McGrane: Aztecs Convinced You Ain't Seen Nothing Yet
Oct. 6, 2017
2017 Mick McGrane Features
McGrane: Aztecs Convinced You Ain't Seen Nothing Yet
You don’t start a season 5-0 for the first time in 47 seasons and not be at your best.
You don’t match a program record by being ranked in the Associated Press poll for three straight weeks and not be at your best.
To which SDSU head coach Rocky Long might add, “Balderdash.”
“We’re not even close to being as good as we can be,” said Long, whose team has an opportunity to move to 6-0 for the first time since 1975 when it visits UNLV on Saturday. “We’re not playing very well right now. People think I’m lying when I say that, but I’m not lying. We’re not playing very well right now. We’re playing just like a young football team plays. We make a lot of mistakes.
“But the players have a great spirit, they play really, really hard, they think they’re going to win and somehow they’re finding a way to win. That’s a pretty good situation. I think we’re going to get better, and obviously we need to get better. Injuries are starting to hurt us a little bit now and it hurt us last week in the offensive line (senior guard Antonio Rosales missed the Northern Illinois game with a sprained ankle) when we got younger instead of older. If the injury bug doesn’t hit us hard, our team will continue to get better. Win or lose, we’re going to continue to get better.”
If only because experience still serves as the best teacher.
Consider: Of the Aztecs’ projected starters for Saturday’s contest, nine are seniors, four of whom, including tailback Rashaad Penny, were backups in 2016. In fact, assuming SDSU adheres to its current depth chart, there would be just two more seniors starting the UNLV contest than sophomores (four) redshirt freshmen (two) and true freshmen (one).
It’s enough to make a coach bite his nails to the quick, but it also serves as a window to the future. As with last season, when SDSU returned four senior offensive linemen to spearhead its trademark run game, four members of the team’s current starting offensive line return next season, three of whom are sophomores (left guard Daishawn Dixon) or redshirt freshmen (left tackle Tyler Roemer and center Keith Ismael).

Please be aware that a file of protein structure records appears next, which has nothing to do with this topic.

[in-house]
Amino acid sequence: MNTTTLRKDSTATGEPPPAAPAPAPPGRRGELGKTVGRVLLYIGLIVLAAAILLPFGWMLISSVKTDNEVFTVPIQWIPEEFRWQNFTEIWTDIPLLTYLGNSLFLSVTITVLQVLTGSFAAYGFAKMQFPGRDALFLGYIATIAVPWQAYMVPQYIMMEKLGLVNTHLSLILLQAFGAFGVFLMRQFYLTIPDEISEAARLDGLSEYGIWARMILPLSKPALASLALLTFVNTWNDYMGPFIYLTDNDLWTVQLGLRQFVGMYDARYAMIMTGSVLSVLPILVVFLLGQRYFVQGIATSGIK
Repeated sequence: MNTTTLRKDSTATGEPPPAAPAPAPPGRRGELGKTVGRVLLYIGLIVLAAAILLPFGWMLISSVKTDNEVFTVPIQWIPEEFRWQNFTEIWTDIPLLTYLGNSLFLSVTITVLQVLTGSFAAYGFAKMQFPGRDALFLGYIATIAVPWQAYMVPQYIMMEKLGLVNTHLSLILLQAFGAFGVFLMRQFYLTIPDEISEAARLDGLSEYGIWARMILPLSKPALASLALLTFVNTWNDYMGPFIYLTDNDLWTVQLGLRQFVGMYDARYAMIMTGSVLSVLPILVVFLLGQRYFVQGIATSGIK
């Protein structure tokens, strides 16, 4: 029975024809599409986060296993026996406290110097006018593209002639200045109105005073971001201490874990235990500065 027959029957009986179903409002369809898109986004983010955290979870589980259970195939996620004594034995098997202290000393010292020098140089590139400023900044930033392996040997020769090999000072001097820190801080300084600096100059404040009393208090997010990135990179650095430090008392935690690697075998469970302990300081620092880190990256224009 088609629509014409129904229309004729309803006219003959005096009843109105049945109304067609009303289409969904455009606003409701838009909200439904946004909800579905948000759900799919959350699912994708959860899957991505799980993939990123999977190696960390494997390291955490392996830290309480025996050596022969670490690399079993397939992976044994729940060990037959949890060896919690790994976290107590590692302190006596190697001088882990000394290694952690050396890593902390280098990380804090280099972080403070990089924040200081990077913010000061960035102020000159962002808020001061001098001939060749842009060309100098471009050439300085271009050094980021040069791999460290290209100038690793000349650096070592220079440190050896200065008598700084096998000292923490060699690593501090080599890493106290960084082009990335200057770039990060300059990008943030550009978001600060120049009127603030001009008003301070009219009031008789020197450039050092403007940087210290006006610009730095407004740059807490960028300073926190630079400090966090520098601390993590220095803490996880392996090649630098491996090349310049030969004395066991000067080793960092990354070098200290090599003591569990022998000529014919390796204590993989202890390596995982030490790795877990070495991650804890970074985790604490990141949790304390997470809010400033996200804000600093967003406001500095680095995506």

Currently configured, the Aztecs next season would return 13 of 22 starters. Not that it would necessarily provide sufficient solace to their head coach.
“I thought going into the season that the expectations were out of sight, considering how young and immature our football team is,” Long said. “Obviously, when you win a few games the expectation level increases, because you’re only as good as your last game. And as many people as there are who want to see you succeed, there are just as many and probably a whole lot more that you want to see you fail.”
Failure, however, largely has been scrubbed clean from a program once thoroughly mired in the muck. Even with 13 non-seniors ranked No. 1 on the depth chart, SDSU rolls on. In addition to winning 26 of their last 29 and two straight Mountain West titles, the Aztecs have won seven straight dating back to last season (the seventh-longest streak in the FBS) and are 13-2 in their last 15 games.
“We have a much younger team than we did last year,” Long said at the outset of the season, “but we also have enough talent that as long as we improve our maturity level quickly, with younger guys playing starting roles and learning how to play at this level, I think we could have a pretty good year.”